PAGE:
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Theaters going digital or die
U.S. movie theaters with antiquated projection equipment must convert to costly digital technology or face extinction, an industry official says.
Minneapolis Star Tribune reported Saturday that by the end of the coming year the six major movie studios will only release new titles in digital format. The old 35-millimeter film format won’t be an option.
That means theaters with mechanical projectors face spending $70,000 to $85,000 apiece to upgrade to digital versions.
The National Association of Theatre Owners estimates 20 percent of the nation’s cinemas, about 10,000 screens, will go dark. Simply put, association President John Fithian, says, movie theaters must “convert or die.”
For Steven Mann, who owns 10 theaters in the Twin Cities metropolitan area, the cost of staying alive was $4 million.
For Joe Minjares, who owns Parkway Theater in Minneapolis, says getting financing can be a problem.
“Maybe we can get vault prints from the studios and show old movies, but I’m not sure what the market is for that,” he said.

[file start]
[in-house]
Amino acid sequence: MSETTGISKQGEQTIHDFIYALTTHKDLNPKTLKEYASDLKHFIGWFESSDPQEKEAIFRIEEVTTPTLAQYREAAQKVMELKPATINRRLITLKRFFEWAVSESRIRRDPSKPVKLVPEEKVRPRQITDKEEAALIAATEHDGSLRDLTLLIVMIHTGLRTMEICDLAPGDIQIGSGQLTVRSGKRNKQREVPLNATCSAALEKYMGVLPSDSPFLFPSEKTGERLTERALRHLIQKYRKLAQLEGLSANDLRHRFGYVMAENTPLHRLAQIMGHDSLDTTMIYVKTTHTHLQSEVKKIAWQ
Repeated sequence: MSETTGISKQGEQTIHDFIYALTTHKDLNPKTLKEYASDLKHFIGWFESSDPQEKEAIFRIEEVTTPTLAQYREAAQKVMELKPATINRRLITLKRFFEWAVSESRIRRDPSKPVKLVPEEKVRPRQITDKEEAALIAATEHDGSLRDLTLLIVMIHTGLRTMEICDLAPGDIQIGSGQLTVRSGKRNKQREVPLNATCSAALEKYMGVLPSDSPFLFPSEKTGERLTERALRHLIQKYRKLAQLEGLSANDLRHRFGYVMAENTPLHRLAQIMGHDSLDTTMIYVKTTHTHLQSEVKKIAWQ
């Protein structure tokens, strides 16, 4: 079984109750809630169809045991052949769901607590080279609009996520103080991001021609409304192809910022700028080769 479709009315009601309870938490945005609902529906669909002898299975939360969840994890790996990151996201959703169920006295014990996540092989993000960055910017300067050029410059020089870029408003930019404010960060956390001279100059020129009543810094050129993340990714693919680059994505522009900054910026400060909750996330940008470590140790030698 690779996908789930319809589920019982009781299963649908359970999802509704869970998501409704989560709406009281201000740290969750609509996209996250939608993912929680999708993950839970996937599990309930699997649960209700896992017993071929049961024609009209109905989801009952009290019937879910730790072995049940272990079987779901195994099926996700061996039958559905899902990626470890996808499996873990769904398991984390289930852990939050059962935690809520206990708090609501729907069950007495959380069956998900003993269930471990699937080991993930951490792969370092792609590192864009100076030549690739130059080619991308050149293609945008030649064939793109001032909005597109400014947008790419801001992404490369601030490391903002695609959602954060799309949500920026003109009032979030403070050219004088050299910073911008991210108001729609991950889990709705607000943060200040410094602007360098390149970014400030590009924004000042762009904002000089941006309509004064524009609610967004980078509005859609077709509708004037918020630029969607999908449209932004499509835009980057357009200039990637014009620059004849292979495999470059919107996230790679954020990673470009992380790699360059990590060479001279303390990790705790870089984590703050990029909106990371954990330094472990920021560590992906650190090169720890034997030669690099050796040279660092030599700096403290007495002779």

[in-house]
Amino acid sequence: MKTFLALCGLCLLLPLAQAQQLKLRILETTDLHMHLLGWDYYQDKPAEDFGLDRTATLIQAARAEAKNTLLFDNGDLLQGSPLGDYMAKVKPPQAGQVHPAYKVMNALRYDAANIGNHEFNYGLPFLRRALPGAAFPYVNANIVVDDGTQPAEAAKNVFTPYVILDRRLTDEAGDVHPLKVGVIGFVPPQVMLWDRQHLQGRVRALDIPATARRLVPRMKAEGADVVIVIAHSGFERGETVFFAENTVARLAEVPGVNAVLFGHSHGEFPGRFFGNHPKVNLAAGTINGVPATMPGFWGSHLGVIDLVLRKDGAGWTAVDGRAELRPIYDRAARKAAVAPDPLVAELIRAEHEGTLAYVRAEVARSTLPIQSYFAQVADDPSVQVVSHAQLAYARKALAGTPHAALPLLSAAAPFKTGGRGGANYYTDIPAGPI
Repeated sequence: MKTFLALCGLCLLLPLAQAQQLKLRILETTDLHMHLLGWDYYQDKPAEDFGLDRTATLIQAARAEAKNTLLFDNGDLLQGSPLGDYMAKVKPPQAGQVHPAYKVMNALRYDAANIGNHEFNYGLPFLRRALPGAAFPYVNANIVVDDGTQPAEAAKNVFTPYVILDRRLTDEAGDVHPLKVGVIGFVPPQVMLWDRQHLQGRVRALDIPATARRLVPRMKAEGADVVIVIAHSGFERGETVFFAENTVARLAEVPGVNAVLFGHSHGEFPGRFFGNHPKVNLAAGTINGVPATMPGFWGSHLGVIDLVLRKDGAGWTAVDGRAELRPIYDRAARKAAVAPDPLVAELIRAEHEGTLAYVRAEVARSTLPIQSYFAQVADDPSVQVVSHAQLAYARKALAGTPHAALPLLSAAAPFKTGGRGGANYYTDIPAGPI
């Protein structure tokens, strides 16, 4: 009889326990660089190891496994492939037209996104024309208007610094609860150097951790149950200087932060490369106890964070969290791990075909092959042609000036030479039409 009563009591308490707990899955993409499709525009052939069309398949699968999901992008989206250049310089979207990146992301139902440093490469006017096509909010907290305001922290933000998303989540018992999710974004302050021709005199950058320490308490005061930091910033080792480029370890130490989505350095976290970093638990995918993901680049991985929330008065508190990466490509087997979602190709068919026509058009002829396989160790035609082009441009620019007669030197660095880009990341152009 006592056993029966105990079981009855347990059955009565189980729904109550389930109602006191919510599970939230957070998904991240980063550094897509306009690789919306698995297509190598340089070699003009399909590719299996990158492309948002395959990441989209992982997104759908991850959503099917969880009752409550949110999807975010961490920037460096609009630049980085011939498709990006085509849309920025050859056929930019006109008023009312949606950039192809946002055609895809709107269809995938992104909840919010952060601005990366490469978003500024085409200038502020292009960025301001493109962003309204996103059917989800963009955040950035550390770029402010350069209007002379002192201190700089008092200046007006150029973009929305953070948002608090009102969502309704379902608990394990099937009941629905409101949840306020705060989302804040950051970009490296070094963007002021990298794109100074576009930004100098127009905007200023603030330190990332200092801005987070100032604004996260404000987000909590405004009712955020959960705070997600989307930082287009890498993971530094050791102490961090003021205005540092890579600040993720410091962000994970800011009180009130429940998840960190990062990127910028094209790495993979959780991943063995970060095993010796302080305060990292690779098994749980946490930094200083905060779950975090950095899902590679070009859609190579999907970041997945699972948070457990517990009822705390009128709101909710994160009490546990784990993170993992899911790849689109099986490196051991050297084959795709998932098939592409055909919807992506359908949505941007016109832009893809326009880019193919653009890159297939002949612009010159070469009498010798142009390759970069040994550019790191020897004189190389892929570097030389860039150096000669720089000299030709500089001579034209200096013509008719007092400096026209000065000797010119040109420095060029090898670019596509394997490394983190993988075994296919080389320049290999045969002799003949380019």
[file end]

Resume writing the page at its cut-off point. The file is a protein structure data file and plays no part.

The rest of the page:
Tom Letness, owner of the 86-year-old Heights Theatre in Columbia Heights, said while studios are offering financing to help defray the cost of makeovers, “they really don’t care if single-screen theaters go away.”
The economic benefits of digital production are clear for the studios, which, by one estimate, spent $850 million a year making film prints and $450 million shipping the the bulky canisters to theaters, the Star Tribune said.
“It’s always been about the studio. For the typical film, digital is neither necessary nor desirable,” said Ted Mundorff, president of Landmark Theatres, the nation’s largest independent chain.
Copyright 2012 by United Press International